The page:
Headaches sometimes happen as a result of an allergic reaction. The pain from these headaches is often focused in your sinus area and in the front of your head. People who suffer from chronic seasonal allergies or sinusitis are susceptible to these kinds of headaches.
Women commonly experience headaches that are linked to hormonal fluctuations. Menstruation, using birth control pills, and pregnancy all affect estrogen levels, which can cause a headache. Those headaches associated specifically with the menstrual cycle are also known as menstrual migraine. These can occur right before, during, or right after your period, as well as during ovulation.
Caffeine affects blood flow to your brain. Having too much can give you a headache, as can quitting caffeine “cold turkey.” People who have frequent migraine headaches are at risk of triggering a headache due to caffeine use. When you’re used to exposing your brain to a certain amount of caffeine, a stimulant, each day, you might get a headache if you don’t get caffeine. This may be because caffeine changes your brain chemistry, and withdrawal from it can trigger a headache.
Exertion headaches happen quickly after periods of intense physical activity. Weightlifting, running, and intense workouts are all common triggers for an exertion headache. It’s thought that these activities cause increased blood flow to your skull, which can lead to a throbbing headache on both sides of your head. An exertion headache shouldn’t last too long. This type of headache usually resolves within a few minutes or several hours.
High blood pressure can cause a headache. This kind of headache signals an emergency. It occurs when your blood pressure becomes dangerously high. A hypertension headache will usually occur on both sides of your head and is typically worse with any activity. It often has a pulsating quality.
Rebound headaches, also known as medication overuse headaches, can feel like a dull, tension-type headache, or they may feel more intensely painful, like a migraine headache. You may be more susceptible to this type of headache if you frequently use over-the-counter (OTC) pain relievers. Overuse of these medications leads to more headaches, rather than fewer. Rebound headaches are likelier to occur anytime OTC medications are used more than 15 days out of a month.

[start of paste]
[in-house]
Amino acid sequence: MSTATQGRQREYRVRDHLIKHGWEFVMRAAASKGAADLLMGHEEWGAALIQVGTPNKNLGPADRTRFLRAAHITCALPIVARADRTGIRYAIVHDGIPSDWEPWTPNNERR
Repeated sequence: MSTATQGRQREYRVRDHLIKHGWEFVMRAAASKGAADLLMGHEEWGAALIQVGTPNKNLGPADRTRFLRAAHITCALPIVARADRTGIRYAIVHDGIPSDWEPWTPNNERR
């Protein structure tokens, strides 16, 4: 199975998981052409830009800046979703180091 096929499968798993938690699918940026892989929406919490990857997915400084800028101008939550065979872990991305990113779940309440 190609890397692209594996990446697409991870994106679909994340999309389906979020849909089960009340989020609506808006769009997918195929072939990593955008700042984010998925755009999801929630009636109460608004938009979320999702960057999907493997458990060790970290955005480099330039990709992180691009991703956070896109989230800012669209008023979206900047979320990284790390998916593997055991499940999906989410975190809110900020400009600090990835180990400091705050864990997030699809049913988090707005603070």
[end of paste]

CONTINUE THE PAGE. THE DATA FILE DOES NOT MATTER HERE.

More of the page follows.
Post-traumatic headaches can develop after any type of head injury. These headaches feel like migraine or tension headaches. They usually last up to 6 to 12 months after your injury occurs and they can become chronic.
In most cases, episodic headaches will go away within 48 hours. If you have a headache that lasts more than 2 days or that increases in intensity, we recommend that you consult with your doctor. If you’re getting headaches more than 15 days out of the month over a period of 3 months, you might have a chronic headache condition. Even if you’re able to manage the pain with OTC medications, see a doctor for a medical diagnosis.
Headaches can be a symptom of more serious health conditions, and some do require treatment beyond OTC medications and home remedies. And in the case of a Covid infection, the severe headaches will be accompanied with other symptoms and require immediate PCR testing.
Many headaches can be managed with preventive measures, but the methods will differ by headache type. Some headache types might be prevented with medication, while others might be caused by the same medication. Discuss preventive treatments with a doctor to find a plan that fits your needs. Headache prevention could mean reduced headache frequency or intensity, or prevention of headaches altogether.
In general, many headaches can be prevented or improved with lifestyle changes including:
Disclaimer: This content including advice provides generic information only. It is in no way a substitute for a qualified medical opinion. Always consult a specialist or your own doctor for more information on the topic.